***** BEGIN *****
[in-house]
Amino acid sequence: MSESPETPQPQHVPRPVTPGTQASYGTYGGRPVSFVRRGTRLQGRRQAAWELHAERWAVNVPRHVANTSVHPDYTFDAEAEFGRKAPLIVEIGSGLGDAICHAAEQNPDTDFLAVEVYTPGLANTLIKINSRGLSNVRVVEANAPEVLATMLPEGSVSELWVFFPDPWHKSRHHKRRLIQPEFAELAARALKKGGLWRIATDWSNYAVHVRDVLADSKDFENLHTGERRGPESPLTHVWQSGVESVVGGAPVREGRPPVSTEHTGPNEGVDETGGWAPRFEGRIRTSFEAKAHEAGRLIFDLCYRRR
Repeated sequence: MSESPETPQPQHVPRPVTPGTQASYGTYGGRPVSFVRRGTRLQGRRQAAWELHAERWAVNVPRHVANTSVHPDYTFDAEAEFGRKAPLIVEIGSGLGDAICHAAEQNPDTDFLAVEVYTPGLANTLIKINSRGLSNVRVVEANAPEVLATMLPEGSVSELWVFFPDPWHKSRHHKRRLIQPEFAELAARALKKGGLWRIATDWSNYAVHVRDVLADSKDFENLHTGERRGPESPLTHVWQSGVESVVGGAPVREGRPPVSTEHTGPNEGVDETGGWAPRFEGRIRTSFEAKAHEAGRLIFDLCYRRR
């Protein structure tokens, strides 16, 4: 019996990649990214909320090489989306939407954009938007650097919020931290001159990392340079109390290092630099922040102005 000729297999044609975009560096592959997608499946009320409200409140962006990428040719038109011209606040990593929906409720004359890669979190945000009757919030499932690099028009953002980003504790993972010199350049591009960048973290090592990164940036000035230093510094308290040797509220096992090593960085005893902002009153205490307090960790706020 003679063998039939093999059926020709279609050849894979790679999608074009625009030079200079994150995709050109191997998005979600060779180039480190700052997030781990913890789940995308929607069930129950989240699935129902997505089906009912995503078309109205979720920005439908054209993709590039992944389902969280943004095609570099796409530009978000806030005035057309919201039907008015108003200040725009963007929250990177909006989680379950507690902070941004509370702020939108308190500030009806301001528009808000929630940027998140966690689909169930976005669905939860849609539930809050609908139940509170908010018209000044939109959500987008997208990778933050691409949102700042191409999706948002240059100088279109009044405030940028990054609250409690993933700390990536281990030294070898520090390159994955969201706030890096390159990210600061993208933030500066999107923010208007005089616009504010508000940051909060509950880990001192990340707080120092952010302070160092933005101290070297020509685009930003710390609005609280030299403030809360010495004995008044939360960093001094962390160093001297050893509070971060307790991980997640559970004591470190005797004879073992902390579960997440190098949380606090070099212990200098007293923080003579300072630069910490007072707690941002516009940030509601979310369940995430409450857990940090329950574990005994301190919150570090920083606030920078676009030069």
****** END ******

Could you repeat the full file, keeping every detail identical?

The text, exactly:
[in-house]
Amino acid sequence: MSESPETPQPQHVPRPVTPGTQASYGTYGGRPVSFVRRGTRLQGRRQAAWELHAERWAVNVPRHVANTSVHPDYTFDAEAEFGRKAPLIVEIGSGLGDAICHAAEQNPDTDFLAVEVYTPGLANTLIKINSRGLSNVRVVEANAPEVLATMLPEGSVSELWVFFPDPWHKSRHHKRRLIQPEFAELAARALKKGGLWRIATDWSNYAVHVRDVLADSKDFENLHTGERRGPESPLTHVWQSGVESVVGGAPVREGRPPVSTEHTGPNEGVDETGGWAPRFEGRIRTSFEAKAHEAGRLIFDLCYRRR
Repeated sequence: MSESPETPQPQHVPRPVTPGTQASYGTYGGRPVSFVRRGTRLQGRRQAAWELHAERWAVNVPRHVANTSVHPDYTFDAEAEFGRKAPLIVEIGSGLGDAICHAAEQNPDTDFLAVEVYTPGLANTLIKINSRGLSNVRVVEANAPEVLATMLPEGSVSELWVFFPDPWHKSRHHKRRLIQPEFAELAARALKKGGLWRIATDWSNYAVHVRDVLADSKDFENLHTGERRGPESPLTHVWQSGVESVVGGAPVREGRPPVSTEHTGPNEGVDETGGWAPRFEGRIRTSFEAKAHEAGRLIFDLCYRRR
């Protein structure tokens, strides 16, 4: 019996990649990214909320090489989306939407954009938007650097919020931290001159990392340079109390290092630099922040102005 000729297999044609975009560096592959997608499946009320409200409140962006990428040719038109011209606040990593929906409720004359890669979190945000009757919030499932690099028009953002980003504790993972010199350049591009960048973290090592990164940036000035230093510094308290040797509220096992090593960085005893902002009153205490307090960790706020 003679063998039939093999059926020709279609050849894979790679999608074009625009030079200079994150995709050109191997998005979600060779180039480190700052997030781990913890789940995308929607069930129950989240699935129902997505089906009912995503078309109205979720920005439908054209993709590039992944389902969280943004095609570099796409530009978000806030005035057309919201039907008015108003200040725009963007929250990177909006989680379950507690902070941004509370702020939108308190500030009806301001528009808000929630940027998140966690689909169930976005669905939860849609539930809050609908139940509170908010018209000044939109959500987008997208990778933050691409949102700042191409999706948002240059100088279109009044405030940028990054609250409690993933700390990536281990030294070898520090390159994955969201706030890096390159990210600061993208933030500066999107923010208007005089616009504010508000940051909060509950880990001192990340707080120092952010302070160092933005101290070297020509685009930003710390609005609280030299403030809360010495004995008044939360960093001094962390160093001297050893509070971060307790991980997640559970004591470190005797004879073992902390579960997440190098949380606090070099212990200098007293923080003579300072630069910490007072707690941002516009940030509601979310369940995430409450857990940090329950574990005994301190919150570090920083606030920078676009030069």